ComScore

21 Mental Health Resources for BIPOC (and 5 Tips to Finding the Right Therapist for You)

As an Afro-Latinx woman, I’ve often felt left out of the mental health conversation. In my search for a therapist, I found myself scrolling through photo after photo of people who didn’t look like me. I was already anxious and upset, and the lack of representation in my search only compounded those emotions.

When we’re faced with a 24/7 news cycle showing Black men and women dying at the hands of the police, cultural appropriation flooding our social media pages and everyday microaggressions, our mental health can suffer. Luckily, there are resources out there catered specifically to BIPOC (Black, Indigenous and people of color). From inclusive therapy directories to inspiring podcasts, here are 21 mental health resources to check out—including how to seek the right help for you.

Most Meditation Apps Are Voiced by White People, but the Founders of ‘Shine’ Are Changing That


Klaus Vedfelt/Getty Images

How To Find A Bipoc Therapist

According to a 2015 study by the American Psychological Association, 83.6 percent of psychologists are white, while only 14.6 percent combined are Black, Latinx and Asian (and that doesn’t even account for Native Americans and other underrepresented communities). While therapists specialize in a variety of areas regardless of their background, stats like this can be so disheartening. Identity is important, and it’s hard to speak up and communicate about the struggles plaguing our society (aka racism, economic disparities and microaggressions, to name a few) to someone who has had the privilege of not experiencing those issues.

"The largest benefit of having a therapist who reflects your identity is that there may be a greater understanding based on some shared experiences. While every person’s experiences are different, there is no mistaking that walking in the world with darker skin informs your perspective," said Jor-El Caraballo, founder of Viva Wellness and Shine contributor. "Sharing that identity has been well-demonstrated to create a deeper sense of trust between therapists and clients and that’s incredibly important when you’re sharing intimate details of your life."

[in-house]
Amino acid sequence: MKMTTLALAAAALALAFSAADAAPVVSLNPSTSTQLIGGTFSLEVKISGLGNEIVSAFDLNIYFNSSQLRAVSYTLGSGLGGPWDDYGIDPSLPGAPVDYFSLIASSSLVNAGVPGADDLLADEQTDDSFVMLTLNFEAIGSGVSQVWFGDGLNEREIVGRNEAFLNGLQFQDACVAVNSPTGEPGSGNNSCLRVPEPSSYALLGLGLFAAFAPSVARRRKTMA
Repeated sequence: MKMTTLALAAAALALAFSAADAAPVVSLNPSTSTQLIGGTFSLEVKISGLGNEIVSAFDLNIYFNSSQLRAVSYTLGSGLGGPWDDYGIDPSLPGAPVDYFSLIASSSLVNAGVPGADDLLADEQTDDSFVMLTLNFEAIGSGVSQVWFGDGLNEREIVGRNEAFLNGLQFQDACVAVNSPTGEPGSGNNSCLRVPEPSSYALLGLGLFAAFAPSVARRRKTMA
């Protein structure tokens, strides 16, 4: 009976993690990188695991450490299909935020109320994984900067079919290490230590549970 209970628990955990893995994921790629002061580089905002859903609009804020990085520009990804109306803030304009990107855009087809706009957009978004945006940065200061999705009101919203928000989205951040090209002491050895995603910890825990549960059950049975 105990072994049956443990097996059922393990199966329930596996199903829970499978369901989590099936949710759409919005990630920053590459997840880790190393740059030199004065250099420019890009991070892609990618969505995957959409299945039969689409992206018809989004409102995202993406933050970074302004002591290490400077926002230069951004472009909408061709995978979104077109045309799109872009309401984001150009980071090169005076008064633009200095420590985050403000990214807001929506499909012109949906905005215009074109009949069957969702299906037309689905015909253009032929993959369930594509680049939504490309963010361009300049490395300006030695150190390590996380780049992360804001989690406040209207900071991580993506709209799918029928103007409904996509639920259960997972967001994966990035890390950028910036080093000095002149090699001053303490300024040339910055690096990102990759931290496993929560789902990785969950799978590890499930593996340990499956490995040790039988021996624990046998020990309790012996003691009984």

While it may seem like a mountain to climb, Caraballo shares a few tips for BIPOC to get started on a positive mental health journey.

1. Create a list. Before you start your search, write down what you're seeking support for. "Finding the right therapist often starts with understanding your reasons for seeking out therapy and having some idea of—no matter how broad—what you’d like to achieve or get out of therapy. Being able to articulate this can help you align yourself with the right therapist who has experience supporting people with similar issues and has the competence in helping you move forward," Caraballo explained.

2. Search through BIPOC-specific directories. Now that you settled on areas you want to touch base on, you can begin to look for an inclusive professional through BIPOC-specific directories.

3. Put on your interviewing hat. You found a few candidates. Great! Now, it’s time to ask yourself, "Do they match with the needs I'm looking for?," and/or "Will I be comfortable with this person?" Also, don't be afraid to reach out and ask them a few questions before setting up an appointment. Caraballo recommends asking “What are your experiences working with BIPOC clients? and "What’s your relationship to social justice and how race/ethnicity impacts therapy?”

4. Be prepared for trial and error. Finding a therapist is like speed dating. Sometimes, you'll find the one and other times you have to go back to the drawing board. However, don't feel discouraged (and don't settle if you're unhappy). Says Caraballo: "I think that one sign that potential clients can look out for in an initial contact is how comfortable the therapist is in talking about racial/ethnic identity. Do they seem comfortable answering your questions on the topic, or do they seem taken aback or awkward? If it’s important to be able to speak honestly about your identities and experiences, it’s important to not settle for a provider who doesn’t seem capable of creating that comfortable space for you."

5. If therapy is expensive... Sessions can be costly and there are only a few insurance companies that will cover it (or not at all). Sometimes directories offer financial assistance while nonprofits like The Loveland Foundation are willing to make therapy more accessible to the BIPOC community.

Whether you're into therapy or not, there are plenty of other mental health resources (free or membership) to try instead. From social communities to apps, here are ways you can connect with others, practice daily self-care and stay informed.

A List Of Mental Health Resources